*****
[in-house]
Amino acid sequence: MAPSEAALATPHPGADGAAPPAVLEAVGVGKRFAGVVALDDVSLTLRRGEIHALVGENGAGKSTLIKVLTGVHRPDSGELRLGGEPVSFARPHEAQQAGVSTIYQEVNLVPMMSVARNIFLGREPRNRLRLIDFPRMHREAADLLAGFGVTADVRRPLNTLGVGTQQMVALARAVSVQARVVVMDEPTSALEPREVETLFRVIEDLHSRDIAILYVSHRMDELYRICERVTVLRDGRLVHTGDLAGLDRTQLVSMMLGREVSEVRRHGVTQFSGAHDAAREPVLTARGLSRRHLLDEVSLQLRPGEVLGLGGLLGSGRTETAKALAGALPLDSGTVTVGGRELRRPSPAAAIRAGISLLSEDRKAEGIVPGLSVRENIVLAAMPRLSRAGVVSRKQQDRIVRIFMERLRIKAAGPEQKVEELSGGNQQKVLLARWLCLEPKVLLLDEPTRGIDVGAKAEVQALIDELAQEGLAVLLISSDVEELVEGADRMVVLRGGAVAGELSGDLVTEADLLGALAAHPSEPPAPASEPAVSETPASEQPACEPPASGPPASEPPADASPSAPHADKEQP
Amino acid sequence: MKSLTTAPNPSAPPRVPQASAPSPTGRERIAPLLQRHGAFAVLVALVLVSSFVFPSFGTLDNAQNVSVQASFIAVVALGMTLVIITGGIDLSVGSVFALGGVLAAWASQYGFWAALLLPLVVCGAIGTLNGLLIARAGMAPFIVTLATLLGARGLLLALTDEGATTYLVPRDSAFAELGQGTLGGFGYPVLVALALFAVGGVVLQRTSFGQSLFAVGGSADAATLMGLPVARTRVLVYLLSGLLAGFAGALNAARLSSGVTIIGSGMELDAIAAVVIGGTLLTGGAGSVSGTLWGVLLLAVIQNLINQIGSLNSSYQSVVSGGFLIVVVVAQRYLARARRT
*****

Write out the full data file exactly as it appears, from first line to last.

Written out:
[in-house]
Amino acid sequence: MAPSEAALATPHPGADGAAPPAVLEAVGVGKRFAGVVALDDVSLTLRRGEIHALVGENGAGKSTLIKVLTGVHRPDSGELRLGGEPVSFARPHEAQQAGVSTIYQEVNLVPMMSVARNIFLGREPRNRLRLIDFPRMHREAADLLAGFGVTADVRRPLNTLGVGTQQMVALARAVSVQARVVVMDEPTSALEPREVETLFRVIEDLHSRDIAILYVSHRMDELYRICERVTVLRDGRLVHTGDLAGLDRTQLVSMMLGREVSEVRRHGVTQFSGAHDAAREPVLTARGLSRRHLLDEVSLQLRPGEVLGLGGLLGSGRTETAKALAGALPLDSGTVTVGGRELRRPSPAAAIRAGISLLSEDRKAEGIVPGLSVRENIVLAAMPRLSRAGVVSRKQQDRIVRIFMERLRIKAAGPEQKVEELSGGNQQKVLLARWLCLEPKVLLLDEPTRGIDVGAKAEVQALIDELAQEGLAVLLISSDVEELVEGADRMVVLRGGAVAGELSGDLVTEADLLGALAAHPSEPPAPASEPAVSETPASEQPACEPPASGPPASEPPADASPSAPHADKEQP
Amino acid sequence: MKSLTTAPNPSAPPRVPQASAPSPTGRERIAPLLQRHGAFAVLVALVLVSSFVFPSFGTLDNAQNVSVQASFIAVVALGMTLVIITGGIDLSVGSVFALGGVLAAWASQYGFWAALLLPLVVCGAIGTLNGLLIARAGMAPFIVTLATLLGARGLLLALTDEGATTYLVPRDSAFAELGQGTLGGFGYPVLVALALFAVGGVVLQRTSFGQSLFAVGGSADAATLMGLPVARTRVLVYLLSGLLAGFAGALNAARLSSGVTIIGSGMELDAIAAVVIGGTLLTGGAGSVSGTLWGVLLLAVIQNLINQIGSLNSSYQSVVSGGFLIVVVVAQRYLARARRT